Leinart: “We respect Notre Dame. It's a classy rivalry.”

Hancock: “We respect Notre Dame and at the end of the day it's a pretty healthy rivalry. But all bets are off with these pansies. We don't want to just beat them. We want to hurt them. We're not going to call the dogs off in the third or fourth quarter. We want to send a message.”

Music to my ears.

P.S. USC has played Notre Dame 77 times and holds a record of 30-42-5 against the Fighting Irish. USC is 40-27-7 against UCLA.

Monday, November 28, 2005

A Nod to Pete Carroll

Not much has been said about the job Pete Carroll has done coaching the Trojans this year. Matthew Zemek includes Carroll on his list of underappreciated coaches:

* Pete Carroll, USC. A weird choice as an “underappreciated” coach, but an appropriate one nevertheless. It’s easy to think winning coaches are just presiding over juggernauts, much the same way Bobby Cox has had it easy in managing the Atlanta Braves to 14 consecutive division championships. But when you consider how much of a bullseye USC wears each game, and how banged-up the Trojans’ defense has been this year, Carroll’s ability to mask weaknesses and get very green players to play big minutes and produce--or at least hang in there well enough to avoid losing games--is nothing short of phenomenal. While Matt Leinart and Reggie Bush will cover up a lot of defensive deficiencies, it still stands that without an ability to get clutch turnovers, USC and its defense would have lost a few games in 2005 that it managed to ultimately win. Carroll has had more than a bit part in shaping that reality. He has scrambled and strategize with all his might to keep SC in line for a third straight title.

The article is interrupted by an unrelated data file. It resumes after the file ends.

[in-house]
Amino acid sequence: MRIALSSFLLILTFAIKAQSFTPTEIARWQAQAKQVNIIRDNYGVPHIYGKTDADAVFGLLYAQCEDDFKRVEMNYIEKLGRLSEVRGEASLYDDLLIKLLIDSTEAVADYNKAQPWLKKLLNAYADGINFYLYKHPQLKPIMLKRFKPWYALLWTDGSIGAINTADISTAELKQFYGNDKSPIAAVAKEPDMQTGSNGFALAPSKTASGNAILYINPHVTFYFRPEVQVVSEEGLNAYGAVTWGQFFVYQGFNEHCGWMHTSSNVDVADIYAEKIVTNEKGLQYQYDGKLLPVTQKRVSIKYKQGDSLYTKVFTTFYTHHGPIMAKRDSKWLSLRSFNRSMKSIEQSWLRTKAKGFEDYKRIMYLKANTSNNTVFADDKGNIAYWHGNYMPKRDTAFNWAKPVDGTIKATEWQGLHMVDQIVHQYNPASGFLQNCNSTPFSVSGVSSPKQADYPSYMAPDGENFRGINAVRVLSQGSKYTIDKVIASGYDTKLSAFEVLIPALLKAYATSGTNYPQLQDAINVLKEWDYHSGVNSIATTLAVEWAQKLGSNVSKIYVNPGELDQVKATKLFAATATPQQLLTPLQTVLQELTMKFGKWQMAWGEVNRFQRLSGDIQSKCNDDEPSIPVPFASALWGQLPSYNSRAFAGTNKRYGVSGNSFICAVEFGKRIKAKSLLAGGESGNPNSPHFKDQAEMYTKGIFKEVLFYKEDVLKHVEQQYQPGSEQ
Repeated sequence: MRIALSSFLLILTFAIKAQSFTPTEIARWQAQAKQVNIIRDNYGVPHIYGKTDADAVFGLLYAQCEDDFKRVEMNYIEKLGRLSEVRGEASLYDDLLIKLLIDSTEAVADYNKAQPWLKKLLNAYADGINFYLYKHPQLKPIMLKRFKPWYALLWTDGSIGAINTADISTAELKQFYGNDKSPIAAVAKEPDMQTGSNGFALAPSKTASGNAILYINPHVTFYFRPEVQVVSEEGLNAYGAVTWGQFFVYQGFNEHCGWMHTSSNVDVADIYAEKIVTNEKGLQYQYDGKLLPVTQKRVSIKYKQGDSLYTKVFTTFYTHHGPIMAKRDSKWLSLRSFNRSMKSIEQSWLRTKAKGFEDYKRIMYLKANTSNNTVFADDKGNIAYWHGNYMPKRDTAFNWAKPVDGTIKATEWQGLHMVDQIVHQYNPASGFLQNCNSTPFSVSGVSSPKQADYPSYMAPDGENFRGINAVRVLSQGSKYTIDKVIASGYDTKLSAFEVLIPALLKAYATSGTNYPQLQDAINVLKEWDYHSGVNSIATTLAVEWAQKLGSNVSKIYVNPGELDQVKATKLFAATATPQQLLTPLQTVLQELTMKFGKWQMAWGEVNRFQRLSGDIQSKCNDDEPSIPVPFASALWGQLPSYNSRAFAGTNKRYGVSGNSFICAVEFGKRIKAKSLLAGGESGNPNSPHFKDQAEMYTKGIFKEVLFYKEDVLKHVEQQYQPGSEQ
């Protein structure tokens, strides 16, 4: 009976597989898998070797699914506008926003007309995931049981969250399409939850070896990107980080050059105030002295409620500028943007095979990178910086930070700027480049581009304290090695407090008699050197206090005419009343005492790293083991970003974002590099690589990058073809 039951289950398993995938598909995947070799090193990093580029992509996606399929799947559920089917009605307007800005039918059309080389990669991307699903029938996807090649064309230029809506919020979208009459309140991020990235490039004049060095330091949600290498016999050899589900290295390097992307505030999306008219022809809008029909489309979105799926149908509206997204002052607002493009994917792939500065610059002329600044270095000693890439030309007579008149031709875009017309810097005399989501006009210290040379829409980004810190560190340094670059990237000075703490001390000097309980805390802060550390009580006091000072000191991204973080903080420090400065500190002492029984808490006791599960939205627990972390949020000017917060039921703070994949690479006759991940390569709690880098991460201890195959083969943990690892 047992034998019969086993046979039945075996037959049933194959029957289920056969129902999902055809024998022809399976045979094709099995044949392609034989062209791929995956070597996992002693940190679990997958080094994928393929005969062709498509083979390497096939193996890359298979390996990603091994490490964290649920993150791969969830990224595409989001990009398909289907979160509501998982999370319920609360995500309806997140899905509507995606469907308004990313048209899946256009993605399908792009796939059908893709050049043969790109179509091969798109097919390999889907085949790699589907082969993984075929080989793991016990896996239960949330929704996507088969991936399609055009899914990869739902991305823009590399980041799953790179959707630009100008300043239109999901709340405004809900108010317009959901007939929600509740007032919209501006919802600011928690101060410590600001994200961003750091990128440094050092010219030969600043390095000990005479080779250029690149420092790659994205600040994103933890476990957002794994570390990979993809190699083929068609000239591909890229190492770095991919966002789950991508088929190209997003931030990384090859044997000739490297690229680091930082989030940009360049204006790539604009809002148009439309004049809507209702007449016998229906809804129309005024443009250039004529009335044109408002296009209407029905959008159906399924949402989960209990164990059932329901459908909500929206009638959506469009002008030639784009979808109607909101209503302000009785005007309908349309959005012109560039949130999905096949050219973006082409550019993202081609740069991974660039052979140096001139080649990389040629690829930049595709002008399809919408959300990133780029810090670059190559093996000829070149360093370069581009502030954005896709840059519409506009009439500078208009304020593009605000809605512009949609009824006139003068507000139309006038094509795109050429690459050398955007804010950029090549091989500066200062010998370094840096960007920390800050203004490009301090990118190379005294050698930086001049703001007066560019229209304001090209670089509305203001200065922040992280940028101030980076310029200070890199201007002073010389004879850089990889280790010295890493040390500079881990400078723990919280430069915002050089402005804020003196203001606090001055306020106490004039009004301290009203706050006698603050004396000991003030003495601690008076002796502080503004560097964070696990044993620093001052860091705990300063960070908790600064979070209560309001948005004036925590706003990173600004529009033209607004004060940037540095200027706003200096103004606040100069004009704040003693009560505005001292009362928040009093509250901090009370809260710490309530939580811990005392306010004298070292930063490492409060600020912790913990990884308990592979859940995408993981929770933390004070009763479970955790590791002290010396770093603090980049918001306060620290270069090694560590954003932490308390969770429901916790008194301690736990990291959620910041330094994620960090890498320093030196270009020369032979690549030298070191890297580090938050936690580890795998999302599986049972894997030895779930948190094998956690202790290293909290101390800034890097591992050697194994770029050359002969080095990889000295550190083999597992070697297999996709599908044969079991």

Tuesday, November 22, 2005

Reality Check

Here is a link to a video clip from Iranian TV promoting car bombing. (hat tip: HeyDudeWhoa!)

Sunday, November 20, 2005

BCS Bowl-Bound

USC apparently clinched its fourth consecutive BCS bowl berth when Oregon beat Oregon State yesterday, even if USC loses to UCLA. Of course, a loss to UCLA would knock them out of the Rose Bowl and end their hopes of winning a third consecutive national championship.

A Heisman-Winning Performance?

If USC beats UCLA in two weeks and Reggie Bush wins the Heisman, will his outstanding, record-setting performance in the Fresno State game go down as the moment when he locked up the trophy? Ivan Maisel thinks so.